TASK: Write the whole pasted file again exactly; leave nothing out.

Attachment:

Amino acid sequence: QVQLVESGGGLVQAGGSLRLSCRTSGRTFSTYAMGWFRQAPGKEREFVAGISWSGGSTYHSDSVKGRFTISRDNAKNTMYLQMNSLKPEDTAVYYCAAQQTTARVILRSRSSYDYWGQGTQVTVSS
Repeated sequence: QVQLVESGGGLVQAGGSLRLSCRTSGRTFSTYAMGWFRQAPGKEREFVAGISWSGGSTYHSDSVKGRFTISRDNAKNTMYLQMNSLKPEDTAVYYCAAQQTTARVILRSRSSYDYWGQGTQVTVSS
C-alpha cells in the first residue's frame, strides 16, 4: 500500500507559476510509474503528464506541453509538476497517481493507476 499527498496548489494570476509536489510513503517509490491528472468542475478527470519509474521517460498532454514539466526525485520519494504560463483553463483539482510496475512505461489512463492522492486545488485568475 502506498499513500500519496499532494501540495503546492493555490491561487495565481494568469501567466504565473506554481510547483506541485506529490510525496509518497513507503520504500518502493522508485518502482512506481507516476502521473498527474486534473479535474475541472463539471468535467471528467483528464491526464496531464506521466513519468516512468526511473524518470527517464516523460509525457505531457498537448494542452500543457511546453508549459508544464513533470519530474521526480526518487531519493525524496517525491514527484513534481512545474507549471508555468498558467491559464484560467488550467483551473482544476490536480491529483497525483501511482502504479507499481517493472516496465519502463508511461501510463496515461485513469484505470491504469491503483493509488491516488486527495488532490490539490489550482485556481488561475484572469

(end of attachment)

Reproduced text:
Amino acid sequence: QVQLVESGGGLVQAGGSLRLSCRTSGRTFSTYAMGWFRQAPGKEREFVAGISWSGGSTYHSDSVKGRFTISRDNAKNTMYLQMNSLKPEDTAVYYCAAQQTTARVILRSRSSYDYWGQGTQVTVSS
Repeated sequence: QVQLVESGGGLVQAGGSLRLSCRTSGRTFSTYAMGWFRQAPGKEREFVAGISWSGGSTYHSDSVKGRFTISRDNAKNTMYLQMNSLKPEDTAVYYCAAQQTTARVILRSRSSYDYWGQGTQVTVSS
C-alpha cells in the first residue's frame, strides 16, 4: 500500500507559476510509474503528464506541453509538476497517481493507476 499527498496548489494570476509536489510513503517509490491528472468542475478527470519509474521517460498532454514539466526525485520519494504560463483553463483539482510496475512505461489512463492522492486545488485568475 502506498499513500500519496499532494501540495503546492493555490491561487495565481494568469501567466504565473506554481510547483506541485506529490510525496509518497513507503520504500518502493522508485518502482512506481507516476502521473498527474486534473479535474475541472463539471468535467471528467483528464491526464496531464506521466513519468516512468526511473524518470527517464516523460509525457505531457498537448494542452500543457511546453508549459508544464513533470519530474521526480526518487531519493525524496517525491514527484513534481512545474507549471508555468498558467491559464484560467488550467483551473482544476490536480491529483497525483501511482502504479507499481517493472516496465519502463508511461501510463496515461485513469484505470491504469491503483493509488491516488486527495488532490490539490489550482485556481488561475484572469